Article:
Look Inside a Tooth

Microscopic evidence shows that teeth grow in cyclic patterns, laying down marks of development and change much like the rings of a tree. Look closely at a tooth and you can see these tiny lines, which repeat over specific spans of time. You can also see disruptions in these patterns caused by periods of stress, including birth, disease, famine, and in some cases, death.
microscope slide of tooth
Cross section of a chimp tooth __ EXPLORE THE TOOTH >
Because they are so durable, teeth are the most common fossils found. To a practiced eye, a single tooth is generally enough to determine the species of its former owner. Distinctive features include roots and cusps (protrusions in the chewing surface), which vary in number, shape, and size.

microscope slide of tooth
Chimp tooth, external view and cut in half, magnification ~5x

These wavy bands are Retzius lines, named for the 19th-century Swedish anatomist who first described them. In human teeth, Retzius lines form every 6 to 10 days. The exact timing is always the same for a given individual, though it varies between individuals and species. Why do our teeth have a week-long growth cycle? No one knows.

microscope slide of tooth
Retzius lines in a chimp tooth, magnification ~100x

These thin lines are known as cross-striations. They’re also called daily lines because one forms every 24 hours. Biological cycles called circadian rhythms create these and other regular patterns in growing teeth.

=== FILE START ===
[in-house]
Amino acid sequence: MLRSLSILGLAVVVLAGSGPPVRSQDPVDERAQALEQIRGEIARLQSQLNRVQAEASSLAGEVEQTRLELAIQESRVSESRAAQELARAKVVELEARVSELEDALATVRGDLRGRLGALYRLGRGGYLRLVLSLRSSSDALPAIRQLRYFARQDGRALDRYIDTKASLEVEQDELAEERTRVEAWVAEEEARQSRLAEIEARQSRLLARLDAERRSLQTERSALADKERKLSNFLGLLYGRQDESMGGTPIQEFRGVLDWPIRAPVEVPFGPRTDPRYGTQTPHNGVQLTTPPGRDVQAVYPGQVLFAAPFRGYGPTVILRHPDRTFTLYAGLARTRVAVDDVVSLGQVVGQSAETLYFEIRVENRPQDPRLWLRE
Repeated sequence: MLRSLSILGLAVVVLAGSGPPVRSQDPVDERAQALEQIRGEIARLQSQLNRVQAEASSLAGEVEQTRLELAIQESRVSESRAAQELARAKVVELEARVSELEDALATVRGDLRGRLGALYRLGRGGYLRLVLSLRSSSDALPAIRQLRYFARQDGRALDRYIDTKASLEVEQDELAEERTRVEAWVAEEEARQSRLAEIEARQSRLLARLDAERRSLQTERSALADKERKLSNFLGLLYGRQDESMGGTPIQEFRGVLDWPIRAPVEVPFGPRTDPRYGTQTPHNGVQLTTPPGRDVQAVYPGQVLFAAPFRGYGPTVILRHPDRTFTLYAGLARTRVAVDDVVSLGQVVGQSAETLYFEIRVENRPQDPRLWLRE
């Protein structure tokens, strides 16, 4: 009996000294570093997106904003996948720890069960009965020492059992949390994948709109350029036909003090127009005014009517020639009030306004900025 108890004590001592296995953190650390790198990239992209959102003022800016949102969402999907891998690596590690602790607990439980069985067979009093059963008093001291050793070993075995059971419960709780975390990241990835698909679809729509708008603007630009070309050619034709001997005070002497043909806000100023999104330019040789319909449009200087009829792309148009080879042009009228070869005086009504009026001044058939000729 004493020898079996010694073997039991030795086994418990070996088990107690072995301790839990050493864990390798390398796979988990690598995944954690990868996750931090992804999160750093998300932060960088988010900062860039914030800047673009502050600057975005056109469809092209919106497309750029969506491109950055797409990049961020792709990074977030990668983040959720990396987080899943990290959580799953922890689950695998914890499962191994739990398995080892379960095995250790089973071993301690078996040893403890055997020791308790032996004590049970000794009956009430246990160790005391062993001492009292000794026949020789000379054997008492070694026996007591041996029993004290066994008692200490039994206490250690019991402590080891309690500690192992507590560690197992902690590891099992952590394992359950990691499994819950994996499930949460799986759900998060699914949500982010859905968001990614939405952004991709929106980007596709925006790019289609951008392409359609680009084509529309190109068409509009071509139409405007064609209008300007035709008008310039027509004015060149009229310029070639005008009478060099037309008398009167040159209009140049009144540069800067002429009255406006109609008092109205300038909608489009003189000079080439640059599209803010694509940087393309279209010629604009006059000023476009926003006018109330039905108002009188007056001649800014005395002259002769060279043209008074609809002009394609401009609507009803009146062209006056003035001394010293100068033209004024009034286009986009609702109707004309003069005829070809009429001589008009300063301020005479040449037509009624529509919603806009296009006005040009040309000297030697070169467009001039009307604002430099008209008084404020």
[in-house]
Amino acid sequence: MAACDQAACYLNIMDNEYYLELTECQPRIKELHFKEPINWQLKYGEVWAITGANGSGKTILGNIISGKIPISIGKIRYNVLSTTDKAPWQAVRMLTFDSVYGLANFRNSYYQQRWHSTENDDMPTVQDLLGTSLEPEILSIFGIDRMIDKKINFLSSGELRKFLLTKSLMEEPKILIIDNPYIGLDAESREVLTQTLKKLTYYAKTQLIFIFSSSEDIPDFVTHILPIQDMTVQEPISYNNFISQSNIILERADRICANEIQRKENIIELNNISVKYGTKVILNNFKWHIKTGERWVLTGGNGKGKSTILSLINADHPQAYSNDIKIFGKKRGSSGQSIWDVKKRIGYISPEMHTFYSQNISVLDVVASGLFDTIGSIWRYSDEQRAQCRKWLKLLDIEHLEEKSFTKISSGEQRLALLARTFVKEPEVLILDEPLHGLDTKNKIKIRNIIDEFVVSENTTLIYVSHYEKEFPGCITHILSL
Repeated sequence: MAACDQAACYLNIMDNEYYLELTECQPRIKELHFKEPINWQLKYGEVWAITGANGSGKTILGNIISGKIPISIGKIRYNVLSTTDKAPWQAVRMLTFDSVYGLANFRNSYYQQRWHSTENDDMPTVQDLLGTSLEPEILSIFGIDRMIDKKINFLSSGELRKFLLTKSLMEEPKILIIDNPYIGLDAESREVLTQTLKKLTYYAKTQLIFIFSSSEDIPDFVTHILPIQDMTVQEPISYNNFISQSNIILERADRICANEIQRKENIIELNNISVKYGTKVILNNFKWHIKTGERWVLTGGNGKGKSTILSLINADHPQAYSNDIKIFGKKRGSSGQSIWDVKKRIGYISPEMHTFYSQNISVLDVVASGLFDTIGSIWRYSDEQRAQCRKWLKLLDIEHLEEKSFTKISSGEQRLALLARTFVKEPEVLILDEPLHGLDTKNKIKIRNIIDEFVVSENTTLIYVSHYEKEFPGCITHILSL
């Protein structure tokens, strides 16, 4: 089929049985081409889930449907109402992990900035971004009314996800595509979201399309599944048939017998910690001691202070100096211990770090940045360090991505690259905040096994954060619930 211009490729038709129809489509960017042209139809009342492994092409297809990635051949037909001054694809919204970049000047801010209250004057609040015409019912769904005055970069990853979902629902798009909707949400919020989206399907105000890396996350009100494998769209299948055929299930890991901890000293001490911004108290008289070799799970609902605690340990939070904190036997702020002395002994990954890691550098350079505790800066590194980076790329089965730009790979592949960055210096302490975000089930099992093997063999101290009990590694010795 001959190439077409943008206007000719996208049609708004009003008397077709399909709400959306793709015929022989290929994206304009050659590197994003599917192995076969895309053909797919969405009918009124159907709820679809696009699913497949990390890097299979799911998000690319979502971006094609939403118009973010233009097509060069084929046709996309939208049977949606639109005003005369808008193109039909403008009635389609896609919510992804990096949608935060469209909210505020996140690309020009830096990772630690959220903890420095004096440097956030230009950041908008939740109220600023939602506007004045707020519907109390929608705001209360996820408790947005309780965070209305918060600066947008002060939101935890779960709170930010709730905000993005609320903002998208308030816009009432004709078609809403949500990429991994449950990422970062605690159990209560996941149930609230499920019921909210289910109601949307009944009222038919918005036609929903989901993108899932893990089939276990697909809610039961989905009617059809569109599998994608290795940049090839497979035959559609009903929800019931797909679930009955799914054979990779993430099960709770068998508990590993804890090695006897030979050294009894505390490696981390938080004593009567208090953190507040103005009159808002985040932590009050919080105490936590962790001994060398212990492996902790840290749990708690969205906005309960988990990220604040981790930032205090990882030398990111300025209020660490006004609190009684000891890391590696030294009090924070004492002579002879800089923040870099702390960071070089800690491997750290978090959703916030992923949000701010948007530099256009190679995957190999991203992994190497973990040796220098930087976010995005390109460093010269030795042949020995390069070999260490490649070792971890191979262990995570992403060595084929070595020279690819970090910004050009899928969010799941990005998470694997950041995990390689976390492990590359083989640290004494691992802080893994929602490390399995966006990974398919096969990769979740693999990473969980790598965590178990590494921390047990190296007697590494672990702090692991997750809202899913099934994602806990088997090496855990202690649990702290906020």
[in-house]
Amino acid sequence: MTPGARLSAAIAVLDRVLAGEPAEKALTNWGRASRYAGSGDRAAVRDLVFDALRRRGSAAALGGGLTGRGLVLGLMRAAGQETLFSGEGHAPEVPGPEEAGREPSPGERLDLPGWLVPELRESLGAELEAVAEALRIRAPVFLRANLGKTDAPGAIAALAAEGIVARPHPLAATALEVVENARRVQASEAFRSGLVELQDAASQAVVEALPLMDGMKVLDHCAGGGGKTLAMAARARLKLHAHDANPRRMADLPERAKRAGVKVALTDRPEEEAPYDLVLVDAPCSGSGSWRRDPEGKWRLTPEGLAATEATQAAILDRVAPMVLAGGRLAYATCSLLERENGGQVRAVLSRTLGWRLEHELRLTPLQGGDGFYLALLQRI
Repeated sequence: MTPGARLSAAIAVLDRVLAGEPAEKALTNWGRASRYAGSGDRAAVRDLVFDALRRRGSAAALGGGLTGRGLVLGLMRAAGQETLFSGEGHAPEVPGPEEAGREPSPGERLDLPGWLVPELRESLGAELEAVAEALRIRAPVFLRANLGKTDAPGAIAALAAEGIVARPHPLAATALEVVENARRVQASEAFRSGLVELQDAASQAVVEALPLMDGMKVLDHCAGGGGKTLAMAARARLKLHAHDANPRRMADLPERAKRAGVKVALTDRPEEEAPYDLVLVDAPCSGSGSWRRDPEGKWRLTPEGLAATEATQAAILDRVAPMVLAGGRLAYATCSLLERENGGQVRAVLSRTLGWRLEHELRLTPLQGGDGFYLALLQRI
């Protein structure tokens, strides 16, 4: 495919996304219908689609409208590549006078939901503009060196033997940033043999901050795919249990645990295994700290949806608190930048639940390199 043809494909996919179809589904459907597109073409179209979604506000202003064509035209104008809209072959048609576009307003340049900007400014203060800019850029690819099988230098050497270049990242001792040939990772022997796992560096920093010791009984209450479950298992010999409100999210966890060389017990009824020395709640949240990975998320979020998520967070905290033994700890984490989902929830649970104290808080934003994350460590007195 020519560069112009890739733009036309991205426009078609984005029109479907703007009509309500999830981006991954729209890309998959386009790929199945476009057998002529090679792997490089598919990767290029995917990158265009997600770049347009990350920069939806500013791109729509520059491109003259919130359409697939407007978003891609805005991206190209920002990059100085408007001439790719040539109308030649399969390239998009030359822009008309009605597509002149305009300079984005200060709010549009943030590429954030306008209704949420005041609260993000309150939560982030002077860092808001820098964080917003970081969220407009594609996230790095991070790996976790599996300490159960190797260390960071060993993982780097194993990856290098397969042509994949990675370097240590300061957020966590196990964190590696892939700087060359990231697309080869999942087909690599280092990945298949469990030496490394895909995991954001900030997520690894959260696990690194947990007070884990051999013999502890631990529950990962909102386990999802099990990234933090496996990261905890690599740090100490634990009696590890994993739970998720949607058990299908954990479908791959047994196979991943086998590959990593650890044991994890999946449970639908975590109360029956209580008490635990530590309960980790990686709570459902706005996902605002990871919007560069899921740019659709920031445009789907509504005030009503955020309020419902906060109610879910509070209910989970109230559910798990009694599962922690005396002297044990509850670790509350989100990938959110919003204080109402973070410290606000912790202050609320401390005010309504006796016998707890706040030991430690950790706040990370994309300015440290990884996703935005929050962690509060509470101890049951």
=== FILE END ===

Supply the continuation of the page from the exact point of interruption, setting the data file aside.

microscope slide of tooth
Cross-striations in a chimp tooth, magnification ~400x

Birth isn’t just stressful for mothers, it’s stressful for newborns, too. The shock of birth leaves a distinctive line known as the neonatal line. The neonatal line of this orangutan is indicated by a white arrow. Your teeth have neonatal lines, too.

microscope slide of tooth
Neonatal line in an orangutan tooth, magnification ~400x

Severe stress, famine, or illness that lasts more than a day disrupts the growth of teeth, leaving a telltale dark line. In this sample from an unknown human individual, severe prolonged stress, disease, or famine left visible dents in the tooth surface. (The black crust on top is dental plaque.)

microscope slide of tooth
Stress patterns in a human tooth, magnification ~100x

The blue arrow marks the “death line” on the tooth of a wild chimpanzee. This was the last layer of tooth to grow before death cut growth short. The numbers marking other areas of the tooth represent the chimp’s age, in days. In humans, teeth start growing before birth and don’t finish until about the age of 15. The last to finish growing are the back-most molars. If an individual dies while his or her teeth are still growing, it’s a simple—if painstaking—matter of counting the daily lines since birth to determine the age at death.

microscope slide of tooth
Cross section of a wild chimp tooth, magnification ~30x

Images courtesy:
Tanya Smith | Research Scientist, Evolutionary Anthropology
Max Planck Institute for Evolutionary Anthropology

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